SPECIAL REPORT | WDRB investigates timing of downtown Louisville - WDRB 41 Louisville News

SPECIAL REPORT | WDRB investigates timing of downtown Louisville traffic lights

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LOUISVILLE, Ky. (WDRB) -- Traffic lights control how tens of thousands of drivers get in and out of downtown Louisville each day. But lately, how smooth that drive is depends which direction you're heading.  

If you're going east or west, signals are in almost perfect sync. However, when you try to go north or south between Main Street and Broadway, things can really go south. The lights seem to be completely out of sync.

"Between here and there, you're going to stop every time coming up this road," one downtown driver said. "I think it sucks."

"It used to be you could, you know, get out of town," another driver said. "And now, it seems like you stop at every light on the way home."

"So, how much time is this costing you? Well, that depends on which street you're talking about and how out of sync the lights are.  

Let's just take Sixth Street for example, starting at Main St. and going south four blocks to Muhammad Ali Boulevard. If the lights are timed and you don't have to stop, that should take just over a minute. But we figure out how long it actually takes.

The light turned green, and keep in mind, timed lights should turn green when you get to them. But, one block later, the light at Market Street actually turns red.  

A minute after that, we got through the light at Jefferson Street, but at Liberty Street, we get stopped again. And that is repeated one block later at Muhammad Ali Boulevard. When it turns green, we stopped the clock, and it showed 4:04.

That's about four times what it should take. You've lost three minutes in just the span of four blocks.

Fifth Street was about as bad. Four minutes and 20 seconds to go five blocks from Chestnut Street up to Main Street.  Seventh Street seemed relatively fast compared to those, at just over 2:30 to go from Muhammad Ali Boulevard to Main Street. Still, that's more than twice what it should take if lights were properly timed.

So what is going on?  Believe it or not, this is all part of a plan aimed at addressing what has become a big problem in Louisville -- pedestrian safety.  

This year, there have 251 incidents where cars have hit pedestrians, 194 of which have involved injuries, and 13 people have died.  

The numbers have steadily jumped, up from 225 at this point in 2010 and 206 in 2005.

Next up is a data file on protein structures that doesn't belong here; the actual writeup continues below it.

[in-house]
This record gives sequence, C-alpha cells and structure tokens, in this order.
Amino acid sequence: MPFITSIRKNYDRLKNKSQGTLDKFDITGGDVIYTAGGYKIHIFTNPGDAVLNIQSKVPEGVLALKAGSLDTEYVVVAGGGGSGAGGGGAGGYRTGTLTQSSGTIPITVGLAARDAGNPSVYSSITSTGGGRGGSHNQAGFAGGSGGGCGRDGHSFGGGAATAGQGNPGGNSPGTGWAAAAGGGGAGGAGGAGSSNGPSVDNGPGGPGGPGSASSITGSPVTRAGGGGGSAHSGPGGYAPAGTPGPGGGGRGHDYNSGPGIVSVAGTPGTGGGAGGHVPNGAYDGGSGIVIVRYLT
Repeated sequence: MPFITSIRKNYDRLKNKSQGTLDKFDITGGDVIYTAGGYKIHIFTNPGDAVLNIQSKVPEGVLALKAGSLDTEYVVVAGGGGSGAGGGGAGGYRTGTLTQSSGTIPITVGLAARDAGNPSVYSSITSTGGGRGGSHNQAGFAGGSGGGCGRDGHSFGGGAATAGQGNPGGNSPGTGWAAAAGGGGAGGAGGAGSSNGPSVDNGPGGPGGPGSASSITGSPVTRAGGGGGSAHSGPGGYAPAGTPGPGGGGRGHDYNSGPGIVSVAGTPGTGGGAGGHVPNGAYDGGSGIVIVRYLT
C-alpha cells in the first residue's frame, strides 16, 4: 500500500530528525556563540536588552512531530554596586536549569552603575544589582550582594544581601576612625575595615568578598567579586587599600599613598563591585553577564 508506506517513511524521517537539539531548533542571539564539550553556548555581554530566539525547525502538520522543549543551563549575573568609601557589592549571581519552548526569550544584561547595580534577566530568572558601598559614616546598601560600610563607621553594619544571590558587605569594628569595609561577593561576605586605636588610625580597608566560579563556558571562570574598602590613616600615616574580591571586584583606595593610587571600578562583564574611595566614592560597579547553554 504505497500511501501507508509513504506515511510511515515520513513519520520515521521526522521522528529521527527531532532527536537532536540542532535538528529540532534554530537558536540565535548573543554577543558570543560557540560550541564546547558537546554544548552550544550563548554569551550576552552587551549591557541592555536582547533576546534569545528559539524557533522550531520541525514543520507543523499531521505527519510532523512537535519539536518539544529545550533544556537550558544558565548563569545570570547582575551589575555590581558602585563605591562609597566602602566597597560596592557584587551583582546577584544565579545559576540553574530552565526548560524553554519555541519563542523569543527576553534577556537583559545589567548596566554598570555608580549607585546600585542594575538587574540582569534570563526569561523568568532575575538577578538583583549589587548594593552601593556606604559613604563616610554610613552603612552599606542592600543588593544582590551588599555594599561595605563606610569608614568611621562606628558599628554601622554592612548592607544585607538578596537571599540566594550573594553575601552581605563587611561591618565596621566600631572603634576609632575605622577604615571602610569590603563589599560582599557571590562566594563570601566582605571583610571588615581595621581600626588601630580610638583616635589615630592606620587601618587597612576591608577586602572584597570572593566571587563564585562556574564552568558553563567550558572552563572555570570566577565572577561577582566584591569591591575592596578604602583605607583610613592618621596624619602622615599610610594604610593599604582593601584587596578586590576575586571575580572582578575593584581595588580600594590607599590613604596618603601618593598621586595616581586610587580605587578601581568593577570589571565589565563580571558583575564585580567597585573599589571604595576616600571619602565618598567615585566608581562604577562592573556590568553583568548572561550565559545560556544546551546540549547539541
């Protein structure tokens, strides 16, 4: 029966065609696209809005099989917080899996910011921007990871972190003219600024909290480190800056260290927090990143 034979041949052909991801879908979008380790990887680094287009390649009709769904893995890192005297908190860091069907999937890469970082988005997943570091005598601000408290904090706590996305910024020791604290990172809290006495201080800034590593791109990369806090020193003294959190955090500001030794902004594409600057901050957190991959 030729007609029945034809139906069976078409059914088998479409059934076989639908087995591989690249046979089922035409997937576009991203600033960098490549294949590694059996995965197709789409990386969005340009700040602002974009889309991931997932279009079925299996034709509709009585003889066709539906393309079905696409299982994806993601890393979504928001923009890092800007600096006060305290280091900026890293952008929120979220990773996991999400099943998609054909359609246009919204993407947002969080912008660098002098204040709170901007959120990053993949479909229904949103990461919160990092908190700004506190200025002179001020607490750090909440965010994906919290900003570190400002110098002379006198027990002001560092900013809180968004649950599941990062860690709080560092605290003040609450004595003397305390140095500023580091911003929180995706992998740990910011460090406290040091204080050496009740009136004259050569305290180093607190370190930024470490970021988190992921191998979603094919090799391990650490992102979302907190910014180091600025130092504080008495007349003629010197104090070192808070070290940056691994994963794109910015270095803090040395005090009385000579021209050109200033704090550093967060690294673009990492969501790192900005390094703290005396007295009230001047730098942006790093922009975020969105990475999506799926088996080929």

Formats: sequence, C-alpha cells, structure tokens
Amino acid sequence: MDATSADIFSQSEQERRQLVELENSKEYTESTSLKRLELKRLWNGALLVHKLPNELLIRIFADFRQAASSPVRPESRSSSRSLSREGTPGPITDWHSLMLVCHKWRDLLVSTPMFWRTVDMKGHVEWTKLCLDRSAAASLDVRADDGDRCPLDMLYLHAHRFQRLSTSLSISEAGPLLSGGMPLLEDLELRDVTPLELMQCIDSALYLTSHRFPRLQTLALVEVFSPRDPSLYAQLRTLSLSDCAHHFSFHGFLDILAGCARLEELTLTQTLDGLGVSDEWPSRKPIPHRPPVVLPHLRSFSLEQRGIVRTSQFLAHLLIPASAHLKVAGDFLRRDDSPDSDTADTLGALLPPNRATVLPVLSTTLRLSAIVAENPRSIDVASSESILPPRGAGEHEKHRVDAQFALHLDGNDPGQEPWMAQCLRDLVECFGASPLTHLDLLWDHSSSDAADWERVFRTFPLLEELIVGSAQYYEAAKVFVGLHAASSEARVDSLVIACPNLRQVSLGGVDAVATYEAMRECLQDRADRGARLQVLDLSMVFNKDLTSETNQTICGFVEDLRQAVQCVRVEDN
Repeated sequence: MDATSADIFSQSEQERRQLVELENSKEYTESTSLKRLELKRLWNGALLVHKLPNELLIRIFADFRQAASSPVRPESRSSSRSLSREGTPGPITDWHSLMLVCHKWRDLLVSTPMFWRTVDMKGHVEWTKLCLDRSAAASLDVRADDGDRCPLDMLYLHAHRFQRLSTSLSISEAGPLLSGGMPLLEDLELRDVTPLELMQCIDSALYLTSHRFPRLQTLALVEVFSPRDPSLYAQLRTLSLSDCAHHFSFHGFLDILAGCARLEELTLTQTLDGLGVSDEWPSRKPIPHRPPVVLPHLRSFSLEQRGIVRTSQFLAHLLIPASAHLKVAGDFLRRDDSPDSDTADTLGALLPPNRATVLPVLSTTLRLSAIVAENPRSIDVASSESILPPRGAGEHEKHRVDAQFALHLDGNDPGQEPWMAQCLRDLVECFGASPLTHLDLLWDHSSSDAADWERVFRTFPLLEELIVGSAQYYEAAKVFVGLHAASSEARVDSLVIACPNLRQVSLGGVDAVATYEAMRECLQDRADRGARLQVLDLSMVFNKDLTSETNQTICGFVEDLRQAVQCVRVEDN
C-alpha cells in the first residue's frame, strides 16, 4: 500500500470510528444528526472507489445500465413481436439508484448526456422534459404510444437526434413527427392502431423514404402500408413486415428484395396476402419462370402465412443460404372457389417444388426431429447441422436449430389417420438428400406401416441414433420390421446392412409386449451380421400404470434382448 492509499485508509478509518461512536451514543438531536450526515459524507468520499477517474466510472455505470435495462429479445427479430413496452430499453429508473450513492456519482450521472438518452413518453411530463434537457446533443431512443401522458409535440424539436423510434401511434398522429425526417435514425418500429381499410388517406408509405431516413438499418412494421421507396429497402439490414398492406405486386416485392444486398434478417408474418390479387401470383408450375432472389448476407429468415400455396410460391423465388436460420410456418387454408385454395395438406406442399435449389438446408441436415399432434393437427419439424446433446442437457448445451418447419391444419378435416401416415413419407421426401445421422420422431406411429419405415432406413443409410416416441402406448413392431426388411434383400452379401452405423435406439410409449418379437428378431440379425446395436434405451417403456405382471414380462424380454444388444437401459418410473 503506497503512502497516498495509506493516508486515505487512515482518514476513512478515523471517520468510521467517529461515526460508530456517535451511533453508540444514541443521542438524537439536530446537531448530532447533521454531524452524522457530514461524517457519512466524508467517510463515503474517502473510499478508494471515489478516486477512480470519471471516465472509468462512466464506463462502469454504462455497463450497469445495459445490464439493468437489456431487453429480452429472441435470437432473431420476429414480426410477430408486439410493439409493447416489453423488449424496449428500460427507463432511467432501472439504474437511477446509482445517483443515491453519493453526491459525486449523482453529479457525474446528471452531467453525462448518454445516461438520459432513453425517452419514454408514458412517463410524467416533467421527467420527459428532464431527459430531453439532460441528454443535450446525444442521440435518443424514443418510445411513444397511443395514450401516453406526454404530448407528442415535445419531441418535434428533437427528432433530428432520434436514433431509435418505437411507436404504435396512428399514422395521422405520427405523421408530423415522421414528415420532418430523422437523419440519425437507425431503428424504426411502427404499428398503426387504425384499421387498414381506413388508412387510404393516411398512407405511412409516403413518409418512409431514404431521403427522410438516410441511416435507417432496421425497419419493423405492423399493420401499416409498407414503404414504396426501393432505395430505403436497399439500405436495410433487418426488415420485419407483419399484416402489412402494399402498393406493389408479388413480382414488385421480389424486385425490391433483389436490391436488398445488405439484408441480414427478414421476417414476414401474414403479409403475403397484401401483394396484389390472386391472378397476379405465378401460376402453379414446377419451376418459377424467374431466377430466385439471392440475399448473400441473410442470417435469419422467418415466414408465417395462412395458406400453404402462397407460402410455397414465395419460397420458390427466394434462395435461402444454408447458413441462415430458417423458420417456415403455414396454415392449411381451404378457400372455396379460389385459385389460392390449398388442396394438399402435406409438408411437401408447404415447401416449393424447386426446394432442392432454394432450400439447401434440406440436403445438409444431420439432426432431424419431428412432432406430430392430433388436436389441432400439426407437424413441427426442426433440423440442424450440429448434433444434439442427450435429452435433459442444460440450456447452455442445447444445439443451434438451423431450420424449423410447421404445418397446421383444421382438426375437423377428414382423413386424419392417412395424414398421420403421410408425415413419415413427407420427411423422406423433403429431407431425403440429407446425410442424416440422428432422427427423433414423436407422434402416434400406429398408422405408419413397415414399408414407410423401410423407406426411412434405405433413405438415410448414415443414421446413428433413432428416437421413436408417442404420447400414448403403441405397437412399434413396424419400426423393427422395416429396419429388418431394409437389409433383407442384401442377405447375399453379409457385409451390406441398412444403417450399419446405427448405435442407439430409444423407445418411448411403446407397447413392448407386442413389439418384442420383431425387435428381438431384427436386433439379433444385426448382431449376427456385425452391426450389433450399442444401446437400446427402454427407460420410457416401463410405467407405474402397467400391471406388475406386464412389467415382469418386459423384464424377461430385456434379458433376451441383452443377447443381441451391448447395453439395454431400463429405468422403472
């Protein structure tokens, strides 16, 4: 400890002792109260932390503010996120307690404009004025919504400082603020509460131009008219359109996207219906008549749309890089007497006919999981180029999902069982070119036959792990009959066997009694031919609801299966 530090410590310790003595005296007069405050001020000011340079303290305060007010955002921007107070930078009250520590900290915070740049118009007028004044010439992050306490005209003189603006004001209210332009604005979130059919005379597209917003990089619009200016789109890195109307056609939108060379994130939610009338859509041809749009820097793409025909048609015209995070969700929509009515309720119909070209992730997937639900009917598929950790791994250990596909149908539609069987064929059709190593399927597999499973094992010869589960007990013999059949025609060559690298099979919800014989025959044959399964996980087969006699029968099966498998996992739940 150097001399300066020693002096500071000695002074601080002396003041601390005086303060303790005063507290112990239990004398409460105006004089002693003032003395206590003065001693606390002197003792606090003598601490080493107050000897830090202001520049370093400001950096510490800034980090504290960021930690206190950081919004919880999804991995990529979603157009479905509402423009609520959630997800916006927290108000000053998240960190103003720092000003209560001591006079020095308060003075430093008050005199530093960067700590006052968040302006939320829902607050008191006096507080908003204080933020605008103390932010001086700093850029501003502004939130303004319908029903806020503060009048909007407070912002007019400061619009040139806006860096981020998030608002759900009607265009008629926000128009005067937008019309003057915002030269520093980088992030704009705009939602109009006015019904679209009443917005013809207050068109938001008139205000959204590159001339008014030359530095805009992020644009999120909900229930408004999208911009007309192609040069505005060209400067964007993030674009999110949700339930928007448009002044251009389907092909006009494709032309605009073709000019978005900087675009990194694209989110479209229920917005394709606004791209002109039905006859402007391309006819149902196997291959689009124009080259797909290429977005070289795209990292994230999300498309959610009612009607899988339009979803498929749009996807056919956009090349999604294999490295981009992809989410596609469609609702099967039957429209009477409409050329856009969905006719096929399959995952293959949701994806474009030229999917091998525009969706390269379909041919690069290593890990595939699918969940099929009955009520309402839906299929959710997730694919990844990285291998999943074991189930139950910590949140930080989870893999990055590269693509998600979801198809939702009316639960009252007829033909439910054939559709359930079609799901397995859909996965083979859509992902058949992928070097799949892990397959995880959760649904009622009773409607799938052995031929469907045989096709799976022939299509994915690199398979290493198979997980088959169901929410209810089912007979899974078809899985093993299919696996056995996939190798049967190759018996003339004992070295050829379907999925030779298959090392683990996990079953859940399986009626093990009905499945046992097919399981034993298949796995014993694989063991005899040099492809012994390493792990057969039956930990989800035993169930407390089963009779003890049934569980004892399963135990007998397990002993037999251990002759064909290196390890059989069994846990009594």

Earlier this year, the city decided to put a four-second delay in the green lights at each intersection to give pedestrians that much extra time to cross the street.  

But that means that each direction sits in red for that four seconds, completely throwing a wrench in the timing. City officials knew they had a choice to make, and they decided to favor the much more heavily-traveled east-west streets.

"Main, Market and Jefferson, depending on the time of day, can have (up to) five-times the traffic as the north/south streets," said Pat Johnson, Louisville's traffic engineering manager.

Johnson says it's too early to tell how much that delay, known as the LPI, or leading pedestrian interval, is improving safety, but he says it's proven to be very effective elsewhere.

"Nationally, those cities that have introduced this LPI, (and) the results have been really good as far as reducing the crashes and fatalities," Johnson said.

Johnson also said his department has slowed the timing of the lights on east-west streets, forcing drivers to stick closer to the downtown speed limit of 25.

He says the retiming has actually caused traffic to move more smoothly east and west. But what about the folks who do most of their driving on north and south streets?

"We knew there were glitches there, but the priority was introducing the LPI and slowing the cars down, again, for mainly pedestrian safety purposes," Johnson said.

"The focus here was pedestrians over cars, and we feel like we've accomplished that."

Relief maybe coming. Johnson says that after so many complaints, they're going to try tweaking things.

But they want to wait until 3rd Street closes for the Convention Center renovation to put the new plan in place. That is expected to happen in September.

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